ASM was introduced as an alternative to RAW devices, which in some systems provided a measurable performance advantage over a traditional filesystem. ASM provides the performance benefits of RAW devices with more flexible management. ASM also allows managing multiple drives without separate Logical Volume Manager software, giving the DBA more control over the storage layout (in shops that divide that responsibility between DBAs or System Admins).
ASM also adds redundancy for striping, balancing, and failure recovery - similar to RAID but designed for interaction with an Oracle Database. This provided another performance gain over some traditional RAID configurations, and more DBA control over how data is protected from hardware failure.
If you can achieve the same performance in a traditional file system, then use it. ASM is an option. If you claim "we can achieve the same performance" then I assume you have tools to measure that and can back up that statement with data. With performance metrics of both setups in hand you will see clearly which one has more advantages in your installation.
ASM offer several features which doesn't offer by any normal file system like :-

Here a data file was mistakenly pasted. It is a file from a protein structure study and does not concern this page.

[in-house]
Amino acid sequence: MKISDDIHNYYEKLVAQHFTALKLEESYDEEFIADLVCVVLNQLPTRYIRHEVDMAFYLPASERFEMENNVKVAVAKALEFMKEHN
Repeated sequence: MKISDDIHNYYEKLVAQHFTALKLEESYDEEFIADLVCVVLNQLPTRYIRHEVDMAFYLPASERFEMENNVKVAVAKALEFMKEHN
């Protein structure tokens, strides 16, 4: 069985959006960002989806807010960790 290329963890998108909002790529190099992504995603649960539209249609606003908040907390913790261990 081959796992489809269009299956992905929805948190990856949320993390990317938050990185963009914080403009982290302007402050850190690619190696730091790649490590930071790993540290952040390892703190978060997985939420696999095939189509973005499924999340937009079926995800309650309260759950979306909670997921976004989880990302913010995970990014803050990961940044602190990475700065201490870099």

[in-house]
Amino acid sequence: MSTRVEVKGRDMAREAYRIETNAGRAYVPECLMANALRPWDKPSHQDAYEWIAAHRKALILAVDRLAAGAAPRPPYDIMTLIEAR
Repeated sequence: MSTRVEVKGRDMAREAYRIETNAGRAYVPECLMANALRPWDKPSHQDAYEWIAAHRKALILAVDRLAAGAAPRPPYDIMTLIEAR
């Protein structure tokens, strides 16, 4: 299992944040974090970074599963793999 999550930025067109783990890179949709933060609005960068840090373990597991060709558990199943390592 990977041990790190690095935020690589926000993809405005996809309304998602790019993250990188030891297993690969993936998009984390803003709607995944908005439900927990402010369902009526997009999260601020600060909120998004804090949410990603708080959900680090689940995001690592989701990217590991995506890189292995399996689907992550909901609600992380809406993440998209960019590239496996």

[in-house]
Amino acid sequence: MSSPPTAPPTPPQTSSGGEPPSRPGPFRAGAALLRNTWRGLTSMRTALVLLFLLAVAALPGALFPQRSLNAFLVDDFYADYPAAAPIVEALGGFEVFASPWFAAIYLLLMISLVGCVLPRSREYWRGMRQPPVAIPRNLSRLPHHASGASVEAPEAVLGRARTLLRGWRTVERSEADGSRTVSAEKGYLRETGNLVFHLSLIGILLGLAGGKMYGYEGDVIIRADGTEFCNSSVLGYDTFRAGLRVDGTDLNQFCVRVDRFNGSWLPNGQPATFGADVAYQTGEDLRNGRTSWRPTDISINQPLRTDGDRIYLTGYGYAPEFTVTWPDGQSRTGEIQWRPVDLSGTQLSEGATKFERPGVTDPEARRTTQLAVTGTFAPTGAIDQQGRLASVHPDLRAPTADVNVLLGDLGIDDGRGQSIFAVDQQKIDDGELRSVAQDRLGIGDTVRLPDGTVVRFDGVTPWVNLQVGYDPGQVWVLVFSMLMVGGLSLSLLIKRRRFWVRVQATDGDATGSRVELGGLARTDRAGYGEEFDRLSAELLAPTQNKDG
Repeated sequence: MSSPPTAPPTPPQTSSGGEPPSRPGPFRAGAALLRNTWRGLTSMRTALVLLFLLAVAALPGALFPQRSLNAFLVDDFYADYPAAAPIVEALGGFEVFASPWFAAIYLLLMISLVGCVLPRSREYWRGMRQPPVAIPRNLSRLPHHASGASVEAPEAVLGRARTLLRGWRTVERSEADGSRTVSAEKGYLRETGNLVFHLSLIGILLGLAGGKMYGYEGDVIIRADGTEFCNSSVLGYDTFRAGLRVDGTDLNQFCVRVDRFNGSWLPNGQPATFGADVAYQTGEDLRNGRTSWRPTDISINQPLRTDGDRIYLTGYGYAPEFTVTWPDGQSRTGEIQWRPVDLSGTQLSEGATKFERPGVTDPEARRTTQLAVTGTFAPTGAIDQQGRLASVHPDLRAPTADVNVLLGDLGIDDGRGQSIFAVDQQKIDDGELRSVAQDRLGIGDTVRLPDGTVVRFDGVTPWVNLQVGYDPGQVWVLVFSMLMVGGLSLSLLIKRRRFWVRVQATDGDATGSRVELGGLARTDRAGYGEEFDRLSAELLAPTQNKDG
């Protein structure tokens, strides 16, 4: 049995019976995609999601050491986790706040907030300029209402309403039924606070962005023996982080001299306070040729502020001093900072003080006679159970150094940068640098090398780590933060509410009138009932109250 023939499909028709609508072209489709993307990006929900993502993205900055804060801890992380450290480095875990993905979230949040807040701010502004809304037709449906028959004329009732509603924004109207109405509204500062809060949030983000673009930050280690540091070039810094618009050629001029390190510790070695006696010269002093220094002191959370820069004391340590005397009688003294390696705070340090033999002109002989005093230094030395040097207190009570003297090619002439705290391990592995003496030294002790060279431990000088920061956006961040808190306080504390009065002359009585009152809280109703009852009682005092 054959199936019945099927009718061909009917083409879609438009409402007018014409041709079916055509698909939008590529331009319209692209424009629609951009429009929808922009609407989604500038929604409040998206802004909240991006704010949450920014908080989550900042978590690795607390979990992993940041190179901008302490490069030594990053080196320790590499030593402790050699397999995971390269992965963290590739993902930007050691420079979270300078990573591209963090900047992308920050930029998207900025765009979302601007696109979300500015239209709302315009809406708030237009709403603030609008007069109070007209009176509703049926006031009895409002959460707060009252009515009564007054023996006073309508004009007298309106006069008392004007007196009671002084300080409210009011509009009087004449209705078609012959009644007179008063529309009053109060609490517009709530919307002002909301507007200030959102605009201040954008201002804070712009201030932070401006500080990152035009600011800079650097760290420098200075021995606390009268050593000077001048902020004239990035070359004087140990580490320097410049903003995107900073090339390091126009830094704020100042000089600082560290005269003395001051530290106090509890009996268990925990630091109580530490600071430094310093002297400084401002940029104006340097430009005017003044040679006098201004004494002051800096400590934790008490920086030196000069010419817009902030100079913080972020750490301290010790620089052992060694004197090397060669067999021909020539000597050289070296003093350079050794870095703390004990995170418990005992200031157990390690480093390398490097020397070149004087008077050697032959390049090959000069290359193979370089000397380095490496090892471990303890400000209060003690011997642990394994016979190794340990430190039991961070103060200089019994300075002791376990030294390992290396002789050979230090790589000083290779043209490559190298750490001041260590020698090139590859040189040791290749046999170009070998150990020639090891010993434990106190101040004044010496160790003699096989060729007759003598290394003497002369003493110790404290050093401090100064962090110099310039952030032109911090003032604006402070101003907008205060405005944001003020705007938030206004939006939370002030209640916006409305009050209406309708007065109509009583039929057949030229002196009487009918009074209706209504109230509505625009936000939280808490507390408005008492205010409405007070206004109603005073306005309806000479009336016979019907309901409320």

ASM manages the physical disk space as a logical container in the form of Diskgroup so that ASM let you allow to plug and unplug the disk at runtime. In addition when you plug and unplug the disks ASM automatically rebalance the existing data to balance I/O across the disks.
Moreover ASM balance the I/O across the disks to improve I/O performance.
From 11g onward ASM offer general cluster file system where you can put non-database files as well so no need of any other cluster file system.
ASM is better for two basic reasons.
Management and administration. It allows the DBA far better control, with features not found, when using a cooked file system. For example - you need to move the database from an old drive to a newly installed drive on the server. With ASM you can do this while the database is up, running and in-use.
Performance. ASM disks are block devices that are accessed using direct I/O. This bypasses a lot of moving parts that you will typically find in a cooked file system. Raw/direct disk I/O is faster than doing I/O via a kernel file system driver (that may or may not write that data to file on disk).
The con is that ASM is another s/w layer that needs to be installed, and which needs server resources to run. On the modern server, that is not a problem. It's not like running on a couple of sub Ghz CPUs with only 4Gb of system RAM. PCs today have more resources and faster resources than servers of a decade ago.
So there is not much reason for not using ASM.
I'm using ASM on all my database servers. From very small (dual core standalone) to large (12 node RAC). ASM has numerous times saved the proverbial day when there was storage issues, and required storage changes. I would need a lot of sound and hard convincing not to use ASM by default for an Oracle database in today's environment.